For several years now, Moscow has been trumpeting its development of sophisticated next-generation weapon systems that finally put the superiority of Western counterparts into question. And much of the new hardware appear to have NATO militaries worried.
If you believe Russian state media, hordes of new super weapons are just around the corner, always just a few years away from becoming operational. Then reality—in the form of defense budgets—sets in.
The new T-14 Armata tank was unveiled to much fanfare in 2015 boasting promising new features including an unmanned turret, dense multilayered armor, a more powerful 125mm main gun, and a revolutionary active protection system. And any number of articles would inform you that 2,300 T-14s would be built by the year 2020, so NATO tankers beware!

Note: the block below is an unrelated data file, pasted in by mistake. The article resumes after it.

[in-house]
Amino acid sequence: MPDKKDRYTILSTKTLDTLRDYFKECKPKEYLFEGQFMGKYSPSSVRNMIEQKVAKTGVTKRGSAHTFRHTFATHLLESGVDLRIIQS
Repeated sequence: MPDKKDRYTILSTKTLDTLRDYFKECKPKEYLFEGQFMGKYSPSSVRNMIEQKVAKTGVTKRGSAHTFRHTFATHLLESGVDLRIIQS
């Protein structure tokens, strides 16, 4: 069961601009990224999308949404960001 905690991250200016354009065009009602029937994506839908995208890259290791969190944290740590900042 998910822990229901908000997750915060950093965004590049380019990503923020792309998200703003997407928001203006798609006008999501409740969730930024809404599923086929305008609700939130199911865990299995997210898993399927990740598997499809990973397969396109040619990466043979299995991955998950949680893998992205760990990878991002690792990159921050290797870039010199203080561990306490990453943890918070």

However, British defense analysis estimated that Russia was unlikely to produce more than 120 T-14s per year. In fact, that estimate proved too generous. In August 2017 the deputy defense minister announced that 100 T-14s would be produced by 2020. So that initial announcement was slightly off by a factor of 23.
There is also the T-15 heavy Infantry Fighting Vehicle (IFV) based on the Armata chassis, which would potentially become the most well-protected armored personnel carrier in service.
But one little detail—so far, none have been ordered for production.
What about the PAK-FA T-50 stealth fighter, now designated the Su-57? This super maneuverable stealth jet promised to bring the Russian Air Force (the VVS) a deadly fifth-generation air superiority fighter—and it is now scheduled for delivery in 2018 or 2019.